A fitting sendoff for a good guy

My first inkling when I saw Atty. Michael Lombardo, Pittston City councilman, Thursday evening was to give him a big “hello” and shake his hand. I’m sure, out of the corner of his eye, he saw my face light up. In that same eye, though, I caught a look that told me there was a protocol to observe. Which, thank goodness, I did. I stepped right past him without sound or gesture.
Mike was standing at attention as an honor guard at the coffin, the bright green coffin, in which lay the remains of Joe Keating, one time Pittston mayor and for 10 years, Pittston fire chief. Mike was in full dress uniform. One does not interact with an honor guard. So, I am sure he was relieved that I picked up the message in his subtle glance.
At the other end of the coffin was current Fire Chief Jim Rooney, toward whom I nodded ever so slightly. If he noticed, his solemn face did not betray it.
In a side room at Howell-Lussi Funeral Home in West Pittston were several other uniformed firemen, all awaiting their turn to honor the former chief.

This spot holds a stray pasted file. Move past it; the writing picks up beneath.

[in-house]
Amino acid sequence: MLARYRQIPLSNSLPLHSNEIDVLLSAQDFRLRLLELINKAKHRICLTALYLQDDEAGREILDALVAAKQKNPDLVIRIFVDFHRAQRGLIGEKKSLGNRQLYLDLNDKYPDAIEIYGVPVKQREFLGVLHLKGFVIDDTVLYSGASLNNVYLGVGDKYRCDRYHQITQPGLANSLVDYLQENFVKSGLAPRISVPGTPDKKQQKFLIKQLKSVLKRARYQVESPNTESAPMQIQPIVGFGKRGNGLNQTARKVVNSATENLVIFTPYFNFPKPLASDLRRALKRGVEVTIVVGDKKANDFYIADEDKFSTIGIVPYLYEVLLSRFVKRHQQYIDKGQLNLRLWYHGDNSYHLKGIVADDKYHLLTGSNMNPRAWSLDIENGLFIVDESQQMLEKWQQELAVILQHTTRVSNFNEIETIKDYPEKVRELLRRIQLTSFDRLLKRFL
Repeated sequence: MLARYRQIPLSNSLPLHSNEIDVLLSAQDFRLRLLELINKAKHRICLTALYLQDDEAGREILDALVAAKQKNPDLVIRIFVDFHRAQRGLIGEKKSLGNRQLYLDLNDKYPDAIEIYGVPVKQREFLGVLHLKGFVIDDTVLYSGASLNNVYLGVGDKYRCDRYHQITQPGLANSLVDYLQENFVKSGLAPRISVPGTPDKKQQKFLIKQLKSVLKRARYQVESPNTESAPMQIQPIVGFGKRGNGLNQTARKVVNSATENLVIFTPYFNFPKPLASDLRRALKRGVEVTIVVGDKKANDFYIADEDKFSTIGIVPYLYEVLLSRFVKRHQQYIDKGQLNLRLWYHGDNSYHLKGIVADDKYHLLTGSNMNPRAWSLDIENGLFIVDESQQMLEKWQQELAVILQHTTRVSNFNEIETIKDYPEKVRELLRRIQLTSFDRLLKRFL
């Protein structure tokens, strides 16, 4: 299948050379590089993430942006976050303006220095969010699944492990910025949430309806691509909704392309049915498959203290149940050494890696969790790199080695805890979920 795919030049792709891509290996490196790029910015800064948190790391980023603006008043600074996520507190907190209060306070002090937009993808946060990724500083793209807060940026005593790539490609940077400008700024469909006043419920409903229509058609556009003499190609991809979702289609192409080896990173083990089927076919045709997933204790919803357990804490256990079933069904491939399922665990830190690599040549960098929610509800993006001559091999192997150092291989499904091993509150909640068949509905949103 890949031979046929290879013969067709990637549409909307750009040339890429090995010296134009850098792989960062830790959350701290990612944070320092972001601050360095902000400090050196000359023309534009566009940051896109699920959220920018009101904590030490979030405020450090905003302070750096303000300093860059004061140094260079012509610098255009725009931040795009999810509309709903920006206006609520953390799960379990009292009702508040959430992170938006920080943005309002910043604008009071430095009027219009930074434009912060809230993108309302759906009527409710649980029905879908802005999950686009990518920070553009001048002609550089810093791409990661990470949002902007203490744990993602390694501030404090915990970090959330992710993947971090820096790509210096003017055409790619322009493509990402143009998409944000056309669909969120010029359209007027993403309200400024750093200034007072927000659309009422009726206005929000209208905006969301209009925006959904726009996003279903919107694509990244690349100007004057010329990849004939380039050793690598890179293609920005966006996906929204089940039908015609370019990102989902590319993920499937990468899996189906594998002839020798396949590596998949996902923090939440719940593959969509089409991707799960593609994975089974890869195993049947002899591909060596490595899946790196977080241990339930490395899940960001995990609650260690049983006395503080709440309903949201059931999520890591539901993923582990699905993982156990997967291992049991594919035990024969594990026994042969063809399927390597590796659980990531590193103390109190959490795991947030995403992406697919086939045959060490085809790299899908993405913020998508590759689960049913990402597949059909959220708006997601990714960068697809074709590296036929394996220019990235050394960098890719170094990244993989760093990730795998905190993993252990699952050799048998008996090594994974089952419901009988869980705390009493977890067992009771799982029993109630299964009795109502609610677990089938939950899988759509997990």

Near them was funeral director Bob Lussi, lifelong friend of Joe Keating. The green coffin was a special request of Joe, himself, Bob said. Joe was mighty proud of his Irish heritage.
Joe Keating, 74, spent his life serving the people of Pittston. A dedicated family man, he included everyone in the City in his definition of “family.”
Roger Ebert, the famed film critic, after being awarded the Pulitzer Prize, said from then on, that’s all he would need on his resume. Roger Ebert: Pulitzer Prize winner.
Similarly, all Joe Keating ever needed on his resume was a two-word description of everything his was. Joe Keating: Good guy.
I never encountered him, even if for a few brief minutes after church, that he did not have a kind word and a smile. His warmth came through always.
Joe will be laid to rest today. He would have been grand marshal of the City’s St. Patrick’s Day parade a little more than a month from now. He’ll be there in spirit, in the minds and hearts of all of us fortunate enough to have known him.
We can all honor him by emulating his good guyness.

Ed Ackerman